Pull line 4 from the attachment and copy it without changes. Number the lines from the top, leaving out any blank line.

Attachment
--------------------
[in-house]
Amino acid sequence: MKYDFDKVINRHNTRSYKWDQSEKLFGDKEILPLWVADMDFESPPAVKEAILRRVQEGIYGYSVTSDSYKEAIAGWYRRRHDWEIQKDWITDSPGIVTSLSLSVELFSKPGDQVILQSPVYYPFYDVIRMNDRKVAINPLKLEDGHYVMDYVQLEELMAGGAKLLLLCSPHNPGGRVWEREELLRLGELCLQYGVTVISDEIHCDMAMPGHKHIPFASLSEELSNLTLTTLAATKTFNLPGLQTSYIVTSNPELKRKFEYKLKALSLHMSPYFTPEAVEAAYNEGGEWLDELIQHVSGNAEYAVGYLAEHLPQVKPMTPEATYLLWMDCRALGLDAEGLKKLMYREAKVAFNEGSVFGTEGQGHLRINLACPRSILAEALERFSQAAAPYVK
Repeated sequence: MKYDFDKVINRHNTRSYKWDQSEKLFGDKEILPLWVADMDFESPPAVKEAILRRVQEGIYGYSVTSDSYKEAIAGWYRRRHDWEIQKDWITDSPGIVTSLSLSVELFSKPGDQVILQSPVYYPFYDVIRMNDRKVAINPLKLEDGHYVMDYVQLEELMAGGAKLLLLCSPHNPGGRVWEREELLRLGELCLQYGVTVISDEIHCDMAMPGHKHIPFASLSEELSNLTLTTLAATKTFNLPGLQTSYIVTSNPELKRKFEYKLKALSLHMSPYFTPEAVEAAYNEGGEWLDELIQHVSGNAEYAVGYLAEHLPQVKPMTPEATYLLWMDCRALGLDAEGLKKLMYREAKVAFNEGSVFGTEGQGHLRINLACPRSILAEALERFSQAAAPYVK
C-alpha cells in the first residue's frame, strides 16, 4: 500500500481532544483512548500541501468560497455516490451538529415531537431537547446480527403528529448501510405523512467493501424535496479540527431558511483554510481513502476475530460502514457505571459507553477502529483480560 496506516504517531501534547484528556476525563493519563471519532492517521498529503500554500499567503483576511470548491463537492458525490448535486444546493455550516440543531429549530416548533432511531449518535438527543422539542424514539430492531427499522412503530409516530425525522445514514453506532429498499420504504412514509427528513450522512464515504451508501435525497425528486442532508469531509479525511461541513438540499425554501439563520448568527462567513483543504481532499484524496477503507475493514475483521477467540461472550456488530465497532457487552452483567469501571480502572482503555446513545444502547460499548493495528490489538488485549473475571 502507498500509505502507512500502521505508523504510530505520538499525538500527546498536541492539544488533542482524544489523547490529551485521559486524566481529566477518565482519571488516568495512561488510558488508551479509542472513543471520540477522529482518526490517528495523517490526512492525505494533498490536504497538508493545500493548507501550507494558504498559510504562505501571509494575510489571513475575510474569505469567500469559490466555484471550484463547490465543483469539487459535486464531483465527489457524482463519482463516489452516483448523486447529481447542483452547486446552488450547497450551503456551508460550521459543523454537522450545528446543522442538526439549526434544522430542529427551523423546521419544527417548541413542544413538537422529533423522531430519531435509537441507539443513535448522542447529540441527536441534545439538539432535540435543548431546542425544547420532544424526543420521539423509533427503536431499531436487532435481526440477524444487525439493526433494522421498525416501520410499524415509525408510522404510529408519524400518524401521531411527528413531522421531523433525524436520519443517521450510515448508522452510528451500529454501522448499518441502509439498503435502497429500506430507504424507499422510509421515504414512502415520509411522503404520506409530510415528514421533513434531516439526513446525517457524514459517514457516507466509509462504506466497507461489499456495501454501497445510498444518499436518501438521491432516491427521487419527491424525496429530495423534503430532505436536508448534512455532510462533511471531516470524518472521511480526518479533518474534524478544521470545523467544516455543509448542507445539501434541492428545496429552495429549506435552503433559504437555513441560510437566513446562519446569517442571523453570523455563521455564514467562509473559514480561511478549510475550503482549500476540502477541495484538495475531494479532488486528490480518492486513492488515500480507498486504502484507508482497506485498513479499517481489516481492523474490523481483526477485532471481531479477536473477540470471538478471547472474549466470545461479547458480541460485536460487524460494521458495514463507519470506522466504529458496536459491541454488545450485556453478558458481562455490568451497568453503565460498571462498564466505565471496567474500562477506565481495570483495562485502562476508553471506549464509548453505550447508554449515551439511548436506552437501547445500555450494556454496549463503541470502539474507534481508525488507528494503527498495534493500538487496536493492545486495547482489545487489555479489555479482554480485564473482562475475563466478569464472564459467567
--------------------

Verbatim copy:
C-alpha cells in the first residue's frame, strides 16, 4: 500500500481532544483512548500541501468560497455516490451538529415531537431537547446480527403528529448501510405523512467493501424535496479540527431558511483554510481513502476475530460502514457505571459507553477502529483480560 496506516504517531501534547484528556476525563493519563471519532492517521498529503500554500499567503483576511470548491463537492458525490448535486444546493455550516440543531429549530416548533432511531449518535438527543422539542424514539430492531427499522412503530409516530425525522445514514453506532429498499420504504412514509427528513450522512464515504451508501435525497425528486442532508469531509479525511461541513438540499425554501439563520448568527462567513483543504481532499484524496477503507475493514475483521477467540461472550456488530465497532457487552452483567469501571480502572482503555446513545444502547460499548493495528490489538488485549473475571 502507498500509505502507512500502521505508523504510530505520538499525538500527546498536541492539544488533542482524544489523547490529551485521559486524566481529566477518565482519571488516568495512561488510558488508551479509542472513543471520540477522529482518526490517528495523517490526512492525505494533498490536504497538508493545500493548507501550507494558504498559510504562505501571509494575510489571513475575510474569505469567500469559490466555484471550484463547490465543483469539487459535486464531483465527489457524482463519482463516489452516483448523486447529481447542483452547486446552488450547497450551503456551508460550521459543523454537522450545528446543522442538526439549526434544522430542529427551523423546521419544527417548541413542544413538537422529533423522531430519531435509537441507539443513535448522542447529540441527536441534545439538539432535540435543548431546542425544547420532544424526543420521539423509533427503536431499531436487532435481526440477524444487525439493526433494522421498525416501520410499524415509525408510522404510529408519524400518524401521531411527528413531522421531523433525524436520519443517521450510515448508522452510528451500529454501522448499518441502509439498503435502497429500506430507504424507499422510509421515504414512502415520509411522503404520506409530510415528514421533513434531516439526513446525517457524514459517514457516507466509509462504506466497507461489499456495501454501497445510498444518499436518501438521491432516491427521487419527491424525496429530495423534503430532505436536508448534512455532510462533511471531516470524518472521511480526518479533518474534524478544521470545523467544516455543509448542507445539501434541492428545496429552495429549506435552503433559504437555513441560510437566513446562519446569517442571523453570523455563521455564514467562509473559514480561511478549510475550503482549500476540502477541495484538495475531494479532488486528490480518492486513492488515500480507498486504502484507508482497506485498513479499517481489516481492523474490523481483526477485532471481531479477536473477540470471538478471547472474549466470545461479547458480541460485536460487524460494521458495514463507519470506522466504529458496536459491541454488545450485556453478558458481562455490568451497568453503565460498571462498564466505565471496567474500562477506565481495570483495562485502562476508553471506549464509548453505550447508554449515551439511548436506552437501547445500555450494556454496549463503541470502539474507534481508525488507528494503527498495534493500538487496536493492545486495547482489545487489555479489555479482554480485564473482562475475563466478569464472564459467567